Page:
One of the most crucial elements for the success of a team-based learning program is to ensure all teams are formed effectively.
“When the teams are appropriately formed, there will be optimal team learning as students will be put on equal footing and there would be less possibility of mistrust from pre-existing relationships among team members.” (Michaelsen and Sweet, 2008)
Not sure how to effectively form TBL teams? Here are four ways to do so.
1. Form balanced teams.
The first step in group formation is gathering information about students’ course-relevant characteristics to form balanced teams. Consider students’ related exposure experiences if you are teaching an undergraduate class, or students’ past working experiences if you are teaching a postgraduate class. For example, if you are teaching a course on healthcare management to students, you might want to take into consideration of their past experiences in that field.
The range of students’ strengths and weaknesses must be fairly distributed across all teams in your course. This ensures a wide range of skills, personal experiences, and opinions that can come into play during team deliberations (Jim Sibley, 2018). Thus, the teams formed would be balanced and no teams would be at an advantage or disadvantage over another.
2. Randomly select teams.
A random selection of students is one of the best ways to form teams in a TBL setting when students have similar characteristics in terms of academic qualifications. The students may also be regrouped in necessary situations, such as when there is a gender imbalance in the group. According to a study by Ruder, Maier, and Simkins (2021), students in randomly-selected teams (vs. instructor-selected teams) are less likely to blame the instructor for team problems and more likely to solve problems themselves.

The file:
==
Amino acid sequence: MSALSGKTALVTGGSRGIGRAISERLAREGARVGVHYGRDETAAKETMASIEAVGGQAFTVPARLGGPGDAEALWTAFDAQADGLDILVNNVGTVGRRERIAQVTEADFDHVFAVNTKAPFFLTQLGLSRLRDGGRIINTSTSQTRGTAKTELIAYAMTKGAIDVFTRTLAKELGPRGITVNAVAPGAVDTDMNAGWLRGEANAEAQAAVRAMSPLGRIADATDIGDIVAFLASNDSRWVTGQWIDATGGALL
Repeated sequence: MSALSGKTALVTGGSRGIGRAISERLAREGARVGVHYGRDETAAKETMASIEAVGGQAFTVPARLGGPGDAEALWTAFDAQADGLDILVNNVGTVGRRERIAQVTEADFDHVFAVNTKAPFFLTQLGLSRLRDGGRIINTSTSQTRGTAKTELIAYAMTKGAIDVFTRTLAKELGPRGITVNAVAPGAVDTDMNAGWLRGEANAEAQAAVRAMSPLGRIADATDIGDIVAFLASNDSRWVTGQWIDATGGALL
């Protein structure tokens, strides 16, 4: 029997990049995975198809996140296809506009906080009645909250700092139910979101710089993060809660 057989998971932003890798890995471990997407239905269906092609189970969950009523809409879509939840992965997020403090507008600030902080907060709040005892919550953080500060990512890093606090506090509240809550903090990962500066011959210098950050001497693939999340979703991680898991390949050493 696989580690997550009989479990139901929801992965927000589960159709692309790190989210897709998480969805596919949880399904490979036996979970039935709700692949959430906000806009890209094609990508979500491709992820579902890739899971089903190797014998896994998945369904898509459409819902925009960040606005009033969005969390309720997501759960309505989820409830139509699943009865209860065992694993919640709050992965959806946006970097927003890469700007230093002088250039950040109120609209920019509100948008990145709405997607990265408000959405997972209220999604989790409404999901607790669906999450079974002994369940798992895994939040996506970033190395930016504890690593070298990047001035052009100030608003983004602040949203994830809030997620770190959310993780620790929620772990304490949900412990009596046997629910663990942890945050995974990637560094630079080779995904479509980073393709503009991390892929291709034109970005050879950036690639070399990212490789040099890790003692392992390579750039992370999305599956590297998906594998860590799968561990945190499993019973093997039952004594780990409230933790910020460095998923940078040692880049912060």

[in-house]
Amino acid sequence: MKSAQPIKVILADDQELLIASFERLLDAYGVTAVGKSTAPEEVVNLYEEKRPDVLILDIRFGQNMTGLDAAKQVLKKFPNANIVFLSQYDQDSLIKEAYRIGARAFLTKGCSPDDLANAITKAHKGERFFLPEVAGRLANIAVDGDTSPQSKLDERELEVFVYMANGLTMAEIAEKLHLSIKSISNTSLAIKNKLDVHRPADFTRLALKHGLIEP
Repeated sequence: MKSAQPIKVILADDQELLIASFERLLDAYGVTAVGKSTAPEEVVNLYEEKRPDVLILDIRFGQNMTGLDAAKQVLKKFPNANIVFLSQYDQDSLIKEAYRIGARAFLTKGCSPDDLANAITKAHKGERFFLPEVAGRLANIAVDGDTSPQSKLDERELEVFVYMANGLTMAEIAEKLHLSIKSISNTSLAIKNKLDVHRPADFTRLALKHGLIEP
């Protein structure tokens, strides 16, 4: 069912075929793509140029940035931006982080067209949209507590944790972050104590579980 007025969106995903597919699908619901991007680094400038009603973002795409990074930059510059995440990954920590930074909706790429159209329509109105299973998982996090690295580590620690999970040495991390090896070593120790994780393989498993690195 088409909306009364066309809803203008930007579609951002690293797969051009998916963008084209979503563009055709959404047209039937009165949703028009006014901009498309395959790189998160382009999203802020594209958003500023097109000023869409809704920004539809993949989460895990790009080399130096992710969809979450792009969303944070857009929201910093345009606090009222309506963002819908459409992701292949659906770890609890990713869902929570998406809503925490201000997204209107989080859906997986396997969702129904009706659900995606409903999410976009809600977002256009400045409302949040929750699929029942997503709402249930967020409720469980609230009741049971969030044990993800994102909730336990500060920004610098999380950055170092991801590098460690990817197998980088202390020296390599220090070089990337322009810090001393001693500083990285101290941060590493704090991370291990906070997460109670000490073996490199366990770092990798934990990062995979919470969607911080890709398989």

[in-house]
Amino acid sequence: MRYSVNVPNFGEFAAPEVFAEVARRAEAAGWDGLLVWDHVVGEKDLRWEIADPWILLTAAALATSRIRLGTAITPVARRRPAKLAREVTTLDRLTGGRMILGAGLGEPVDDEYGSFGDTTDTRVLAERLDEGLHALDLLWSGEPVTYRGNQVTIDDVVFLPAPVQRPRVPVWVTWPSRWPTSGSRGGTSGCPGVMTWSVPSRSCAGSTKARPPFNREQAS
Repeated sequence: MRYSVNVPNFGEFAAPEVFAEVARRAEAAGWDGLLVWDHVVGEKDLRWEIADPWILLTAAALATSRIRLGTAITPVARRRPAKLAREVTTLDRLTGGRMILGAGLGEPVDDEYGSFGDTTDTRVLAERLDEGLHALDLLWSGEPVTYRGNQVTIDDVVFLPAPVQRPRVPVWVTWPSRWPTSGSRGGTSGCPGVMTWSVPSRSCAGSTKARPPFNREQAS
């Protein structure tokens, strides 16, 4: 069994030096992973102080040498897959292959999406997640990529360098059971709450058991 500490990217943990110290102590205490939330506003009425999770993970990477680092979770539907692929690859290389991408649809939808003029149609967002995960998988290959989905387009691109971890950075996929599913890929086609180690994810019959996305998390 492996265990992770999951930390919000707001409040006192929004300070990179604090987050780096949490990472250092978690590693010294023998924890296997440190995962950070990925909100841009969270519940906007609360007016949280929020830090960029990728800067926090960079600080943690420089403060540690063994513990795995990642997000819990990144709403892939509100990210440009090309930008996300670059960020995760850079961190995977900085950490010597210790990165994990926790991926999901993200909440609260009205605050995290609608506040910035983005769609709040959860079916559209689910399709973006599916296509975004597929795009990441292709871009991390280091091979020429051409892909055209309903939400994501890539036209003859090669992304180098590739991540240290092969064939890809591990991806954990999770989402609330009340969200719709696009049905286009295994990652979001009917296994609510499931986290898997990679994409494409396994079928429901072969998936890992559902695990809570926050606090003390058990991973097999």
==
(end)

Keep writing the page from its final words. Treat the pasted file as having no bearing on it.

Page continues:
3. Determine the team size based on the teaching modality.
Whether the students are all physically together, attending the lesson fully virtually, using audio only in a virtual lesson, or having a hybrid lesson, the size of the groups should change according to the setting you are in.
Having large TBL teams of five to seven students is the recommended size for teams to be able to solve complex and real-world problems in a TBL course (Jim Sibley, 2018). With the new normal where most classes tend to be conducted fully virtually or in hybrid, having four to six students per team is ideal to create an effective collaborative learning environment.
4. Keep the teams permanent.
The teams will naturally get better at solving difficult problems together with time and practice. When students consistently work together, they get to build greater accountability, team cohesion, and rapport with one another. Teams must be permanent for the duration of the course to allow this to happen (Jim Sibley, 2018).
These are only guidelines – the way you form your teams might vary from one course to another. If you want to know more about TBL team formation, you can reach out to us here for a one-to-one consultation.